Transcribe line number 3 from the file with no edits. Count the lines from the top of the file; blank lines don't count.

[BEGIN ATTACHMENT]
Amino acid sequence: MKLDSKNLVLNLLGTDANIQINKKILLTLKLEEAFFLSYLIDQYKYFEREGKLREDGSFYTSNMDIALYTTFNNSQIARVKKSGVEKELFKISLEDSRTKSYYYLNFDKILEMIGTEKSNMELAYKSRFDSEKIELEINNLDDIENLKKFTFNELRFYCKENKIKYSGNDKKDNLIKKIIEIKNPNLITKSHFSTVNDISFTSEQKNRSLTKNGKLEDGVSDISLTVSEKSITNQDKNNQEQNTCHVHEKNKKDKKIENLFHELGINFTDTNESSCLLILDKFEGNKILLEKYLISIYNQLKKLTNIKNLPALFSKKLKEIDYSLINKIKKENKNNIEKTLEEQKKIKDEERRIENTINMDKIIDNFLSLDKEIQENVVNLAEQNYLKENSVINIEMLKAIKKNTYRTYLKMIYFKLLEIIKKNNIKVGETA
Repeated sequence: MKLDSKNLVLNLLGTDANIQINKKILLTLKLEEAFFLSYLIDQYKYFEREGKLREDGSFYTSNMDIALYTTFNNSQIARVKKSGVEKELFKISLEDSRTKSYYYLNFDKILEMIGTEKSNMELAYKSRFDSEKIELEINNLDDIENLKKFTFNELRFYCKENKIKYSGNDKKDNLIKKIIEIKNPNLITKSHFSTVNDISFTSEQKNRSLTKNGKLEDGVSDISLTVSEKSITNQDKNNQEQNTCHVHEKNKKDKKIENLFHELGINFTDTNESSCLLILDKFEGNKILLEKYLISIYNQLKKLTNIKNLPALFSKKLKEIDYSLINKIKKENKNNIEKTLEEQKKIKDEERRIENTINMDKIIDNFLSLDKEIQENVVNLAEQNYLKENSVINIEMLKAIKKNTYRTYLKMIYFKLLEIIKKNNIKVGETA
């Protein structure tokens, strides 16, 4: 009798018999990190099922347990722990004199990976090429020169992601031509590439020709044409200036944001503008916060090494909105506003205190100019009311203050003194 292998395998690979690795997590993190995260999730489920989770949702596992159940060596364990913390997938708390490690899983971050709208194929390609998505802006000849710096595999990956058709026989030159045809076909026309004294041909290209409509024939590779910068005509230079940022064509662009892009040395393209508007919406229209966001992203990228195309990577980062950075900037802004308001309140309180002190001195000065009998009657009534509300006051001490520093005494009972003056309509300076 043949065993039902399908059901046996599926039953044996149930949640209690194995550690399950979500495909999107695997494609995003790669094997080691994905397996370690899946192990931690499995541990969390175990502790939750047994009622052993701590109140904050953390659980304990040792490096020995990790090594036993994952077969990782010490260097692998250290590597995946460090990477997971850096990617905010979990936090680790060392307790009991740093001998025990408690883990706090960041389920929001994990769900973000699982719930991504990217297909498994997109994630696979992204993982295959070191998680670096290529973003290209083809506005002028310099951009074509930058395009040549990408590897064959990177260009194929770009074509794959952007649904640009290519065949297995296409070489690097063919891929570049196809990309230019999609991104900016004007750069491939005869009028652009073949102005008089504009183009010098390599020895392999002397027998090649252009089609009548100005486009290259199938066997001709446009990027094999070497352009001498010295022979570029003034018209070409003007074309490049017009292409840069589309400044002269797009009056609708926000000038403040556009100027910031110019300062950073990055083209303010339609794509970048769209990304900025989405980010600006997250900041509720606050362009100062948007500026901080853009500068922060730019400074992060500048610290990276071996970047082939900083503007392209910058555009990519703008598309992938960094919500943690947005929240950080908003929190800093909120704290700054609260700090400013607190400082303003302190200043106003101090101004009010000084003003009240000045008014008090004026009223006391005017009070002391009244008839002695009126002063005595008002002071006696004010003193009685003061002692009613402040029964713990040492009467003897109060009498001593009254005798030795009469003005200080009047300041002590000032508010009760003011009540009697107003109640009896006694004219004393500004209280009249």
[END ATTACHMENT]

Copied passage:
């Protein structure tokens, strides 16, 4: 009798018999990190099922347990722990004199990976090429020169992601031509590439020709044409200036944001503008916060090494909105506003205190100019009311203050003194 292998395998690979690795997590993190995260999730489920989770949702596992159940060596364990913390997938708390490690899983971050709208194929390609998505802006000849710096595999990956058709026989030159045809076909026309004294041909290209409509024939590779910068005509230079940022064509662009892009040395393209508007919406229209966001992203990228195309990577980062950075900037802004308001309140309180002190001195000065009998009657009534509300006051001490520093005494009972003056309509300076 043949065993039902399908059901046996599926039953044996149930949640209690194995550690399950979500495909999107695997494609995003790669094997080691994905397996370690899946192990931690499995541990969390175990502790939750047994009622052993701590109140904050953390659980304990040792490096020995990790090594036993994952077969990782010490260097692998250290590597995946460090990477997971850096990617905010979990936090680790060392307790009991740093001998025990408690883990706090960041389920929001994990769900973000699982719930991504990217297909498994997109994630696979992204993982295959070191998680670096290529973003290209083809506005002028310099951009074509930058395009040549990408590897064959990177260009194929770009074509794959952007649904640009290519065949297995296409070489690097063919891929570049196809990309230019999609991104900016004007750069491939005869009028652009073949102005008089504009183009010098390599020895392999002397027998090649252009089609009548100005486009290259199938066997001709446009990027094999070497352009001498010295022979570029003034018209070409003007074309490049017009292409840069589309400044002269797009009056609708926000000038403040556009100027910031110019300062950073990055083209303010339609794509970048769209990304900025989405980010600006997250900041509720606050362009100062948007500026901080853009500068922060730019400074992060500048610290990276071996970047082939900083503007392209910058555009990519703008598309992938960094919500943690947005929240950080908003929190800093909120704290700054609260700090400013607190400082303003302190200043106003101090101004009010000084003003009240000045008014008090004026009223006391005017009070002391009244008839002695009126002063005595008002002071006696004010003193009685003061002692009613402040029964713990040492009467003897109060009498001593009254005798030795009469003005200080009047300041002590000032508010009760003011009540009697107003109640009896006694004219004393500004209280009249």